The BRICS Internet cable will allow participating nations to circumvent the West.

To Avoid U.S. Interference, BRICS Nations Are Building Their Own Internet Cable

In a bid for independence, the BRICS nations are building their own Internet cable that will stretch from Fortaleza, Brazil, to Vladivostok on the Pacific coast of Russia, according to the project’s website.

The 54,400 mile cable will link together the five BRICS nations – Brazil, Russia, India, China, and South Africa – lowering the cost of traffic routing between the countries and providing a data conduit that’s safe from outside syphoning.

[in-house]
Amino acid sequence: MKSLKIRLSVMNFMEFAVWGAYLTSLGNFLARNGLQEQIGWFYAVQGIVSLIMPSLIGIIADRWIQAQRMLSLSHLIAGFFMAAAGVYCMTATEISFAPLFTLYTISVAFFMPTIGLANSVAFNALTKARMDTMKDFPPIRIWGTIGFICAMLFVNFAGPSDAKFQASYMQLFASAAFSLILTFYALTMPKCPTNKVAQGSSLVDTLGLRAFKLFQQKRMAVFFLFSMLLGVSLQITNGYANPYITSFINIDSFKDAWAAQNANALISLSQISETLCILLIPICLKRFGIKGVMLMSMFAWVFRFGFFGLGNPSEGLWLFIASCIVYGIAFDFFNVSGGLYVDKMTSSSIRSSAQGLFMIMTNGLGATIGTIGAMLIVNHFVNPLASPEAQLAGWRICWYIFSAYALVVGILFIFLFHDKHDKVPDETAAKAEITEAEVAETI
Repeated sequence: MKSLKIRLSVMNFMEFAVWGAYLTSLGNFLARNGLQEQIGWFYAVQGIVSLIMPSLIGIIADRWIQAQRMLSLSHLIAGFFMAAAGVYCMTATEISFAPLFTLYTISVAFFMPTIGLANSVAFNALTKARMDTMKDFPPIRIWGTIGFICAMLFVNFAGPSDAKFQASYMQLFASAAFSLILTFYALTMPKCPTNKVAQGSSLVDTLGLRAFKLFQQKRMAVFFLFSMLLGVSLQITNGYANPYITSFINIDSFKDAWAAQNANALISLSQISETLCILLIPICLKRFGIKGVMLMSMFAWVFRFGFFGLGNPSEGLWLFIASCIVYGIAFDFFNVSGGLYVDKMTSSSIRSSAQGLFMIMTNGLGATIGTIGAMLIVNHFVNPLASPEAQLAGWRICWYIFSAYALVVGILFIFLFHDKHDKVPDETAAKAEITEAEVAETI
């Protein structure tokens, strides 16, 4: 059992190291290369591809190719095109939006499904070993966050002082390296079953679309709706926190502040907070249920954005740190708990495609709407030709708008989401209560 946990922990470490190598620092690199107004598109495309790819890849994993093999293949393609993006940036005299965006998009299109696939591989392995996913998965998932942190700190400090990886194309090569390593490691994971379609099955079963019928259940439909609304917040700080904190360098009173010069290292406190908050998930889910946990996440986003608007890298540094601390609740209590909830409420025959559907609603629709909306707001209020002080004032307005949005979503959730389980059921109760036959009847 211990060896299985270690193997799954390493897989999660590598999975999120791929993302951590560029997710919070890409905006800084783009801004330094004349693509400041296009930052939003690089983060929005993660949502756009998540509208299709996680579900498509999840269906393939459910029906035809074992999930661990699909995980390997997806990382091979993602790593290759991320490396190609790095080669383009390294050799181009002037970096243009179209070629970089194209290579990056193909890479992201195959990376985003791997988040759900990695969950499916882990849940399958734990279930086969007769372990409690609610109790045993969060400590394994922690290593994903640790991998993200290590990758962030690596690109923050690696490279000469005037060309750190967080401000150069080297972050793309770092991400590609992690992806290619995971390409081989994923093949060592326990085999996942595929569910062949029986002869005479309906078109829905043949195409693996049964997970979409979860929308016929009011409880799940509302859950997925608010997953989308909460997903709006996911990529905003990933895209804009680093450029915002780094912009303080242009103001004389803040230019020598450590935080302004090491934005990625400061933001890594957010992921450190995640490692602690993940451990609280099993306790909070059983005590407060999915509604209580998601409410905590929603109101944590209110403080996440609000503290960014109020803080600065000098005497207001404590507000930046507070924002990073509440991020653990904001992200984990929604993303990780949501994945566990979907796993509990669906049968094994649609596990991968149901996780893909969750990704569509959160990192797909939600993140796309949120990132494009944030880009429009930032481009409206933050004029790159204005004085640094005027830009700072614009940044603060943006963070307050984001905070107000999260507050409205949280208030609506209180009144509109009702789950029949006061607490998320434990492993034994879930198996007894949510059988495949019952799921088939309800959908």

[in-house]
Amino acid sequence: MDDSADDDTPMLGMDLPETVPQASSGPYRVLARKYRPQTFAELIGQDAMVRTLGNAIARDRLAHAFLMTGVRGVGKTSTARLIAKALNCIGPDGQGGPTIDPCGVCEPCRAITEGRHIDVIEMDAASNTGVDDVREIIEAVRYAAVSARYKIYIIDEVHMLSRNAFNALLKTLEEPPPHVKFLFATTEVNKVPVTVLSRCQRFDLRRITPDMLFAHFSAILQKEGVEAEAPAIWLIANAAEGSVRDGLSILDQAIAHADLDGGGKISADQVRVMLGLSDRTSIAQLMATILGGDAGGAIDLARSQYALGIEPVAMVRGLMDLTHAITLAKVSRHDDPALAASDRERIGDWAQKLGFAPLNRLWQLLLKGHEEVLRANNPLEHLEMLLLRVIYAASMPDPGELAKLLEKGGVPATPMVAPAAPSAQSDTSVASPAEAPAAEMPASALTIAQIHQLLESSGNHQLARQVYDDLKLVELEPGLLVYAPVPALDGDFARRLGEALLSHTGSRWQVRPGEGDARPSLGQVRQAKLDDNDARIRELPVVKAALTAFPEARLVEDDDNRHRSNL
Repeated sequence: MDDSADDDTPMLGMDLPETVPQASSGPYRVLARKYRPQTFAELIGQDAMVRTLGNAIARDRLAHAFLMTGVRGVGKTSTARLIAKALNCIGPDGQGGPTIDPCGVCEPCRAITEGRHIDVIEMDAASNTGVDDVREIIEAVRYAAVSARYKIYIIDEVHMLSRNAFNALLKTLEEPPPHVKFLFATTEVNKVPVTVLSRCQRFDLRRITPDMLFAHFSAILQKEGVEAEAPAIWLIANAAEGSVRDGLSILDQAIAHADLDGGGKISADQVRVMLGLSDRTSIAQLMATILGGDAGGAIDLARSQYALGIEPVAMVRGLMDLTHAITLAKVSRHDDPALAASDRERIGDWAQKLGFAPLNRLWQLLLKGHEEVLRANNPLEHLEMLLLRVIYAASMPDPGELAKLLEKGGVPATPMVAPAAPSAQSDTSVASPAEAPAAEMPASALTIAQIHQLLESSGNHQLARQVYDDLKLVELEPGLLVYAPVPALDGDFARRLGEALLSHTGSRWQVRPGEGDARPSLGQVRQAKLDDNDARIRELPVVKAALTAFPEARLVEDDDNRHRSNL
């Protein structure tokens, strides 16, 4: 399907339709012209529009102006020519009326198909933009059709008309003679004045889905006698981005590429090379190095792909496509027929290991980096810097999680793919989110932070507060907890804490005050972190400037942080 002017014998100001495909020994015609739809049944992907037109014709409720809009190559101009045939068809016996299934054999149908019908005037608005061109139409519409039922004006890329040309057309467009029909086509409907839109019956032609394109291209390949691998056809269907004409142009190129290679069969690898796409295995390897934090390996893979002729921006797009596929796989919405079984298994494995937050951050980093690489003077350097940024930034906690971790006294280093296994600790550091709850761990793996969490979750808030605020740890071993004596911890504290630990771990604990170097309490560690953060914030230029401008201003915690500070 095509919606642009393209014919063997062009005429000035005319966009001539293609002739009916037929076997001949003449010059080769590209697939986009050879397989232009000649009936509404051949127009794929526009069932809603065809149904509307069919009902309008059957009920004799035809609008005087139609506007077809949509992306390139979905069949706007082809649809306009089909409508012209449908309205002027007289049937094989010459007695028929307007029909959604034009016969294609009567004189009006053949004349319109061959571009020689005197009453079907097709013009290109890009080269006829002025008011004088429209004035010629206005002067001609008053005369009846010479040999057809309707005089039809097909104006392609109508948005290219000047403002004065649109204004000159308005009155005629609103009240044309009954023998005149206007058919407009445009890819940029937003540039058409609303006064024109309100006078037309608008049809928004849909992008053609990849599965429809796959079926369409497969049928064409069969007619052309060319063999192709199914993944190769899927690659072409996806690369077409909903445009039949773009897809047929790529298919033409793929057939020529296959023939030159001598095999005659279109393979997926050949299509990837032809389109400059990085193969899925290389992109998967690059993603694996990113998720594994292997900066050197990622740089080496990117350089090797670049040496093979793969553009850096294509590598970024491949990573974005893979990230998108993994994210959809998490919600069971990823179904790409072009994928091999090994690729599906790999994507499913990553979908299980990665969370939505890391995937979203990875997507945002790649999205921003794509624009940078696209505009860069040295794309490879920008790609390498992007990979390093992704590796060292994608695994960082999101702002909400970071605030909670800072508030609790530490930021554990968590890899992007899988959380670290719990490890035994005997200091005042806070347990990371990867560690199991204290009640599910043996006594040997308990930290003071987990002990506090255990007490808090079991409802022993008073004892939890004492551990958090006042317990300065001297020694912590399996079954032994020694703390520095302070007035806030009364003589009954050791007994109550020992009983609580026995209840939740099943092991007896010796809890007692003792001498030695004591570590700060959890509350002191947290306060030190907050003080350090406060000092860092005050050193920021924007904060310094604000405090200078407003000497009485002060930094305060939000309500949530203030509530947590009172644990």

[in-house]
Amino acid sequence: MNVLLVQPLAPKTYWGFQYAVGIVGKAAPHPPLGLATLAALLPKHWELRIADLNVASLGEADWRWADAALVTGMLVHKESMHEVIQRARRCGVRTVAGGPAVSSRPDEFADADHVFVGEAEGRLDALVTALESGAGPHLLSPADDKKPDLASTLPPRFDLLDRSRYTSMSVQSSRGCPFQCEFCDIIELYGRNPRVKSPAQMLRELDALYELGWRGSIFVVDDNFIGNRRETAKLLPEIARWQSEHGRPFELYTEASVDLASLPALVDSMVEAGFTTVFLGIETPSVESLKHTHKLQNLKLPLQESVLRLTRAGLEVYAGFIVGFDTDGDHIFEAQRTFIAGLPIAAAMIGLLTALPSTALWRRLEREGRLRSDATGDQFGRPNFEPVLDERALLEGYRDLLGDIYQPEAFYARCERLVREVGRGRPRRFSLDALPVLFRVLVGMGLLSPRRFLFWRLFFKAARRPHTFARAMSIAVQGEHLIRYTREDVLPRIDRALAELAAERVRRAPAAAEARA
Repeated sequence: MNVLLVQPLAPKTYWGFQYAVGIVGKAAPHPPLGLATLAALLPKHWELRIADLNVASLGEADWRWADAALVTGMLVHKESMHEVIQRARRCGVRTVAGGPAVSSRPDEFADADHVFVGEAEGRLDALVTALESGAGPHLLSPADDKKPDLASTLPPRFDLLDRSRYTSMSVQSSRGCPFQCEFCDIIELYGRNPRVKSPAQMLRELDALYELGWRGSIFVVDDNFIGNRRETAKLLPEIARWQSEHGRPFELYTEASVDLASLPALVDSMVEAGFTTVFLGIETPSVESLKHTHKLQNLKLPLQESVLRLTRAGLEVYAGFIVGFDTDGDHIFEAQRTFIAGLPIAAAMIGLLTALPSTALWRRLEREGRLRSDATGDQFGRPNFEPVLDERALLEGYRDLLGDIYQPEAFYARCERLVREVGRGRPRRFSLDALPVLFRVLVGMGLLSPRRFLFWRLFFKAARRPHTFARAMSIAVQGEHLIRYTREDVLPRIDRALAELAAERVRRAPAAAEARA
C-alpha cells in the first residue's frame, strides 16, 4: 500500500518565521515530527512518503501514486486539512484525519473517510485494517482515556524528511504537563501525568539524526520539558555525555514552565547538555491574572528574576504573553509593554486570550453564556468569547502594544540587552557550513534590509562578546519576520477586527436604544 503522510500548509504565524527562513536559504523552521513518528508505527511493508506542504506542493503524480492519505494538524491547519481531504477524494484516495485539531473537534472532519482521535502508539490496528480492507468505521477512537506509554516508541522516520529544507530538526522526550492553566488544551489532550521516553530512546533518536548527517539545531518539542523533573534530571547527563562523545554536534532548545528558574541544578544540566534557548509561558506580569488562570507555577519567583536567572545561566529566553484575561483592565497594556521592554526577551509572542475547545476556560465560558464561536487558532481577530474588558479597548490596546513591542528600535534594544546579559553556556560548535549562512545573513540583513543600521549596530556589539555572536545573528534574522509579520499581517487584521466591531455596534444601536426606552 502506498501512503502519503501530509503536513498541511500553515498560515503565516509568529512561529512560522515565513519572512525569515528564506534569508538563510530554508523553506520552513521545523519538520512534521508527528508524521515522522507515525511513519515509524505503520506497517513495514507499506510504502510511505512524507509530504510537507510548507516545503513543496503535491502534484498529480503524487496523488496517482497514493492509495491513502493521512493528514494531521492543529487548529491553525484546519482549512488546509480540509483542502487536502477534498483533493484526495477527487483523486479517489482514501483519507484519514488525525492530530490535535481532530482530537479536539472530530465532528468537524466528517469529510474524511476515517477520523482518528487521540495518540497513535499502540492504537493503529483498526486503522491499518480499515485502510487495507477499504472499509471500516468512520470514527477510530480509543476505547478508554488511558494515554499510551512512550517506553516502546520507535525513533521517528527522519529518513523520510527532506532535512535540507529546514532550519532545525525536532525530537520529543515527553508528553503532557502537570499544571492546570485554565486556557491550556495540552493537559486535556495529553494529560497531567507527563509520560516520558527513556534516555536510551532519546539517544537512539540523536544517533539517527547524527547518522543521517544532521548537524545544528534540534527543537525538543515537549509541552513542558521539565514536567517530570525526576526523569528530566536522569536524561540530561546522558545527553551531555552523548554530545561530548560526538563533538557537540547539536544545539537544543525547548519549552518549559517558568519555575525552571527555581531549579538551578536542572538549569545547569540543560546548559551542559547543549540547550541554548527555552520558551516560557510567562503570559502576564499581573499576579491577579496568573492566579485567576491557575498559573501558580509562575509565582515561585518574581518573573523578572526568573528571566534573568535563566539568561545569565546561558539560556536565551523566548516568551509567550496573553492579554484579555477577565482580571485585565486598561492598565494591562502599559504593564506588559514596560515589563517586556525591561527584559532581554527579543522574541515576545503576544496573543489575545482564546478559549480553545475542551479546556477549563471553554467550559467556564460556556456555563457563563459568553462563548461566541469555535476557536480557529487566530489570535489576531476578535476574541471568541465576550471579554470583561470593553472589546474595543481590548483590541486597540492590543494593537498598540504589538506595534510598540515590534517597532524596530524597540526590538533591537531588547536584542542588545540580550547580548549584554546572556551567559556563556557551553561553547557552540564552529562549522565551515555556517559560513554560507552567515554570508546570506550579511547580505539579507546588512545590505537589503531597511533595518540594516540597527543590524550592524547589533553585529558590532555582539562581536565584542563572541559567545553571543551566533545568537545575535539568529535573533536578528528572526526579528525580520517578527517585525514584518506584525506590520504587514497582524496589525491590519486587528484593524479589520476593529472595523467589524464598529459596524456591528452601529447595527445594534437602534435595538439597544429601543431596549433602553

While the project has received additional relevance after the NSA leaks, it’s been in the works since March 2011, according to a press release.

Web traffic between the countries are currently routed through Europe and the U.S. Most traffic to and from South America, for instance, is routed through a single building in Miami called the Network Access Point, according to the building’s operator, Verizon. The connection is shown on the map above.

This project will enable the five countries to send Internet data to each other without sending it through any Western country.

Together, BRICS represents 45% of the world’s population and 25% of the world’s GDP. The cable will also connect to 21 African countries through existing underseas connections.

The cable has a price tag of around $1.5 billion, according to TechCentral, and is scheduled to be completed mid to second half of 2015, its website says.

Ole Skaar